The core of the internet’s economic engine is trust and, as Ramsey Homsany of Dropbox said, the lack of it has begun “to rot it from the inside out.” This was during the recent workshop on surveillance hosted by Senator Ron Wyden. Present were Eric Schmidt of Google and Senior Counsel from Facebook, Microsoft and Dropbox.
Apart from putting customers off using services, it will make the lives of web companies more difficult and expensive. One reaction to the US Government wanting to know what everyone is doing all the time is for overseas Governments to insist on local data centres. Brazil, Germany and Russia have all said that if a company wants to offer services to their residents, then they must have a ‘local’ presence. By which they mean data centre.
Not surprising, then, that the backlash has begun. The workshop in Palo Alto was one spin off, others include Microsoft telling the Government to ‘back off’ and Twitter suing the Government over user data request gag rules.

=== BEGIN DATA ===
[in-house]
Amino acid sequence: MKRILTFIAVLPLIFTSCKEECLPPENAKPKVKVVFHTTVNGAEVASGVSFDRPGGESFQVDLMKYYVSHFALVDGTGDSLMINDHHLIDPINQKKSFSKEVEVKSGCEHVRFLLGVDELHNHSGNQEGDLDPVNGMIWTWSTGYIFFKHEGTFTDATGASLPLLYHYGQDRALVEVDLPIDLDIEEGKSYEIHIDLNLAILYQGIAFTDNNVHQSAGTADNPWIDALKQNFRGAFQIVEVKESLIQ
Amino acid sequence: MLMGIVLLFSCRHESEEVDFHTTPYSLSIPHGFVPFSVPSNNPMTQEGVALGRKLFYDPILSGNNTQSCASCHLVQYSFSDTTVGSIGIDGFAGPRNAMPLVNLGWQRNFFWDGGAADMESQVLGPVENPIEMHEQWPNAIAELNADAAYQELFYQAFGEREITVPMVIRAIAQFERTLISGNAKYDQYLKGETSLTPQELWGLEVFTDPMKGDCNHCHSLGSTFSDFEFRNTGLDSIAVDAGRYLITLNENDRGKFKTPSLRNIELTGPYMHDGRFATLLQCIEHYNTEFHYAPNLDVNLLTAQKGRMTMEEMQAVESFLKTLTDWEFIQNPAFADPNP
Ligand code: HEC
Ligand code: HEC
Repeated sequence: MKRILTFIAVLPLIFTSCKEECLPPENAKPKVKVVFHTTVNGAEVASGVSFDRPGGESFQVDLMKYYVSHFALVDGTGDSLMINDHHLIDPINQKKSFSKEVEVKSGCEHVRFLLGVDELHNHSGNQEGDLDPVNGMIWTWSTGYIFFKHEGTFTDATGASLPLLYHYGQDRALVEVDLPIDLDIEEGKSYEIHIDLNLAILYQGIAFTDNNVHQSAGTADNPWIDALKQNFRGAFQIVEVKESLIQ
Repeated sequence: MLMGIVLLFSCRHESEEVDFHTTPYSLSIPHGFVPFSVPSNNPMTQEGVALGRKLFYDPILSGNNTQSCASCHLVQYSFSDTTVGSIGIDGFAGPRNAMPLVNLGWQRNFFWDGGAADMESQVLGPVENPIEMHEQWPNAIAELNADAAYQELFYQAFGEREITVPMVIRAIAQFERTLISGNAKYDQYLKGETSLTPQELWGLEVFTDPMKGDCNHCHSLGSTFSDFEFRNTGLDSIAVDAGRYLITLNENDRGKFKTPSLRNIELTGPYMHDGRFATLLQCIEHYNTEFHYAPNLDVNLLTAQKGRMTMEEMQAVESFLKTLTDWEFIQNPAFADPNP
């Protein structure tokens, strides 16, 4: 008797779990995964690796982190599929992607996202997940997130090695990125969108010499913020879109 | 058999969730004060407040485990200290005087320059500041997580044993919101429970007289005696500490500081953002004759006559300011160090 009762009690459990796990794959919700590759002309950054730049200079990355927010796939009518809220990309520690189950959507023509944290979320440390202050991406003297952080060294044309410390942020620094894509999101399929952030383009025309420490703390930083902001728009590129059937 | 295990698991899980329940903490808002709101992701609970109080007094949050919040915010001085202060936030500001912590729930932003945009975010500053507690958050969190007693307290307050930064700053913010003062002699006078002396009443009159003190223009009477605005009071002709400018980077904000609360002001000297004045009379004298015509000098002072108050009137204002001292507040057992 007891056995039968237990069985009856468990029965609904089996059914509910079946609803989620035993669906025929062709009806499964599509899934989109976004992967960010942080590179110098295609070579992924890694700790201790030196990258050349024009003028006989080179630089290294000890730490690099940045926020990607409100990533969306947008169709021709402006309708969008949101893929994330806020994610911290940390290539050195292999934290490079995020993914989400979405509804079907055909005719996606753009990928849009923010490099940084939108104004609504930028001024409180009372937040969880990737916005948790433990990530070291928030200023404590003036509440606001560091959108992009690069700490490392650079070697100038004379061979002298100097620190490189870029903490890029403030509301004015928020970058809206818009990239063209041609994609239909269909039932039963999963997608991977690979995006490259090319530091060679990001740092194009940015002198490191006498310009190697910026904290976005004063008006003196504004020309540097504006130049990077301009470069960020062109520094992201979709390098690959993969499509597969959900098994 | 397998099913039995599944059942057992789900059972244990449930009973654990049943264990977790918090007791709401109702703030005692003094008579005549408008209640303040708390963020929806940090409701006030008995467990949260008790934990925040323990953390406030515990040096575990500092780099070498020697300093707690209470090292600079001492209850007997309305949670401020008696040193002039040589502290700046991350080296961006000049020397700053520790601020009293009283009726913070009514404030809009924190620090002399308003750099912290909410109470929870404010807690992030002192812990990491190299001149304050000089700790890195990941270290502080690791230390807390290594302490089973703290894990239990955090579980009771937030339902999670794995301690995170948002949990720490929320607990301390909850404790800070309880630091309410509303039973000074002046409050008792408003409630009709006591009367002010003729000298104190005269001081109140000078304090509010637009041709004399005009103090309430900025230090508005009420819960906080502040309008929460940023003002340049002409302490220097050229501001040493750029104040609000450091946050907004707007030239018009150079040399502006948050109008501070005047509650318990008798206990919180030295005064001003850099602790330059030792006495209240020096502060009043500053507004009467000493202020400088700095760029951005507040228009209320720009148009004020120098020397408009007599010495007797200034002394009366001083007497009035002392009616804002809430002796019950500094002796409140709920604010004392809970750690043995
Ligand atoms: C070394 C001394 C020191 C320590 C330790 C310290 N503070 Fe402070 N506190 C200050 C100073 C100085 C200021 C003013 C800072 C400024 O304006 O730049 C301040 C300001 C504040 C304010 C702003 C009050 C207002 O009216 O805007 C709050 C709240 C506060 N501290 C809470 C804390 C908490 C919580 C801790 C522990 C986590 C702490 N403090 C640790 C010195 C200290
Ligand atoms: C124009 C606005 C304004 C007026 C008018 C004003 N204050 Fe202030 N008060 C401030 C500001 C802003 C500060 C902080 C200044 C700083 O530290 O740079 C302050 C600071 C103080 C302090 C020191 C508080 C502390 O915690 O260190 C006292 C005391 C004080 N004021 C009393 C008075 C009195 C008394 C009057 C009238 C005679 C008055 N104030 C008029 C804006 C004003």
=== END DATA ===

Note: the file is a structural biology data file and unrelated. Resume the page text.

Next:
The question for us, amidst the turmoil that is emerging, is whether operators retain enough trust to save the day. The other question is how much do we actually mind being spied on. Or how much trust do we expect.
How much do you expect to trust your bank? A lot. If you were suddenly told that a third party knew what you spent where and that information was being used by a retailer, say, to make you special offers to lure you away from your normal suppliers, would you like that or hate it?
How much do you expect to trust Google, or Facebook? This definitely varies. Some think it is rather nice to be offered an album of their recent trip to Amsterdam, others would think it is a complete invasion. Google is, at least, honest about it, knowing that people who want a hair cut are going to Google ‘hair cut.’ People expect it.
How much do you expect to trust your service provider? That remains to be seen. But there is an opportunity here because the people in the firing line are the OTT players not the communications providers. So, maybe, while those guys face “a clear and present danger to the internet economy,” operators might just be able to become the trusted partners in the digital world.